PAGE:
L.E. We have been very blessed with a wide array of guest speakers during the past years, ranging from Baltic academic scholars to politicians (including presidents and former presidents!). It has been very exciting to host their talks at Stanford. I have also enjoyed organizing Baltic film screenings, which have always been very well attended. It is wonderful to see that there’s a strong relationship between us and the Baltic expat community – we always have a sizeable audience from the local Baltic community.
In 2014, Hoover Institution hosted a Baltic conference, which was put together by renowned Stanford professors Amir Weiner and Lazar Fleishman. It included a keynote talk by Vaira Vike-Freiberga and 15 presentations by leading Baltic scholars. The proceedings of that conference should be published very soon, and I consider this book to be one of the most important works in the field of Baltic history that has been published at Stanford so far.
T.Z. All three Baltic countries are looking forward to celebrate their centennials in the year 2018. Are there any special events planned at Stanford regarding this remarkable anniversary?
L.E. Definitely! Stanford Libraries will be organizing the 2018 AABS (The Association for the Advancement of Baltic Studies) conference on June 1-3, 2018. With that conference, we will celebrate two important milestones – the 50th anniversary of the Association for the Advancement of Baltic Studies and the 100th anniversary of independence for the Baltic republics of Estonia, Latvia and Lithuania. The conference title is, The 2018 AABS Conference at Stanford University: The 100th Anniversary of Baltic Independence.
The conference will bring together around 200 scholars from all over the world and foster collaboration between Baltic and Stanford researchers. The three-day program, to be held on Stanford University campus, will feature panels, roundtable discussions and workshops on sixteen broad topics from history and memory to Baltic startup culture. The conference will also include numerous public events, such as keynote talks by leading Baltic scholars, film screenings, exhibit openings and tours of Stanford’s Baltic collections. The conference will be open to the public, and we hope that members of the local Baltic community will join us! More info on that conference will follow very soon.
T.Z. Latvian Ambassador’s Andris Teikanis address at Stanford Libraries at March 2nd this year – why is the address important now and here?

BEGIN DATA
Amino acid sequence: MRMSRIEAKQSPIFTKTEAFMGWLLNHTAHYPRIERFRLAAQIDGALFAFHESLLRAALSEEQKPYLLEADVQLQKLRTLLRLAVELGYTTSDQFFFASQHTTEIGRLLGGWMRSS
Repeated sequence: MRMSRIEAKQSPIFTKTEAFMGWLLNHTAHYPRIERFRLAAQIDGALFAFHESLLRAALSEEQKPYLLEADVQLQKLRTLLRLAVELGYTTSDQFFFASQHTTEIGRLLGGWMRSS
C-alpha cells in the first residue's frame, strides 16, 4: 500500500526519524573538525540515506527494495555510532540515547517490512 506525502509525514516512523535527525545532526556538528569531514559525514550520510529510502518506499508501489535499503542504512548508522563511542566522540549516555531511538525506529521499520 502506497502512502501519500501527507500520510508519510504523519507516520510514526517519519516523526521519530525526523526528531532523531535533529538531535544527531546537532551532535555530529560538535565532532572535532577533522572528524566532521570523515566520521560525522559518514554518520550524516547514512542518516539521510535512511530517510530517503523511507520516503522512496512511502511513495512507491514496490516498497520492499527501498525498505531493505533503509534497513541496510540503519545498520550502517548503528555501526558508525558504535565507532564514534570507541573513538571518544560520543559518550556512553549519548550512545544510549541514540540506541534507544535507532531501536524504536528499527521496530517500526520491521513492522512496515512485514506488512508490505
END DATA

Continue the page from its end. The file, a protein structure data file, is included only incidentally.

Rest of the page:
L.E. We are very excited about this event! The Ambassador has agreed to discuss the development of Latvia’s security issues, which in my view have become more topical than ever before during the past 25 years. On the other hand, he will also talk about the opportunities that these challenges bring about, and how Latvia has been able to shape new possibilities for cooperation with its partners in Europe and in North America. This will be a public event and there’s no admission fee, so I encourage everybody to attend!
T.Z. Do you have any suggestions for the audience attending the March 2nd event at the Green Library?
L.E. Make sure you come and use this rare opportunity to hear a talk by your ambassador at Stanford! Arrive early (finding a parking spot on campus might be challenging) and bring your thoughts and questions for the Q&A!
T.Z. What are you looking forward to in future regarding Stanford University and Baltic countries cooperation?
L.E. We have quite a few ongoing projects with various Baltic memory institutions. For example, we have been digitizing a large video testimonies collection that the Museum of Occupations in Riga has created during the past 20 years. This collection is essential to understanding Latvia’s history during the past 70 years, and it will become available to researchers both in Stanford and in Riga very soon. There are similar projects to follow in Estonia and Lithuania.
Last year, Estonia was the first country in Eastern Europe that had an institution (The Museum of Occupations in Tallinn) joining Stanford’s Global Studies internship program. Each summer, this program sends Stanford students as interns to various organizations all over the world for two months. This coming summer, we also have Latvian and Lithuanian organizations represented, and we hope that these opportunities will be used by Stanford students this year and in the coming years!
We also hope that the 2018 conference will have a large attendance by scholars and graduate students from the Baltic countries, and it will open up many new avenues for collaboration between Stanford and the Baltic states.
T.Z. Thank you Liisi for this interview, the best success with all the upcoming challenges and I am looking forward to March 2nd Ambassador’s speech!